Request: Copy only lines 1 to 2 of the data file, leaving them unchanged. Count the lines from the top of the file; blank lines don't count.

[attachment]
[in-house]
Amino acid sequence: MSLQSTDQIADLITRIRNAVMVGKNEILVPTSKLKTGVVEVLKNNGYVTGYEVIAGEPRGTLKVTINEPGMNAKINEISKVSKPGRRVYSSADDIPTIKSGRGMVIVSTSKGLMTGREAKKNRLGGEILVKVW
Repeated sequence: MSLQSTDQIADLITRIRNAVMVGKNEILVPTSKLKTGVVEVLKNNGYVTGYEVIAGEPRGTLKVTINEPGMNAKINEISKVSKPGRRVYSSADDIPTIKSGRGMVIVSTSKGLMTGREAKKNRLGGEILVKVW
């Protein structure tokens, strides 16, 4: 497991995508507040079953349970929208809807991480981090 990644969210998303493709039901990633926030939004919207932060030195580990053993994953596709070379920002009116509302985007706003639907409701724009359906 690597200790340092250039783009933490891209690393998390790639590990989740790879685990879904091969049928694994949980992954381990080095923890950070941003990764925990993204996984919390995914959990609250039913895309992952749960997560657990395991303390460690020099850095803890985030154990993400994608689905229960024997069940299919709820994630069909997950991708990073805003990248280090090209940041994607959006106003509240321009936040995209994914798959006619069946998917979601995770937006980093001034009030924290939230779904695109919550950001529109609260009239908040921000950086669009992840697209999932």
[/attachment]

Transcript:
[in-house]
Amino acid sequence: MSLQSTDQIADLITRIRNAVMVGKNEILVPTSKLKTGVVEVLKNNGYVTGYEVIAGEPRGTLKVTINEPGMNAKINEISKVSKPGRRVYSSADDIPTIKSGRGMVIVSTSKGLMTGREAKKNRLGGEILVKVW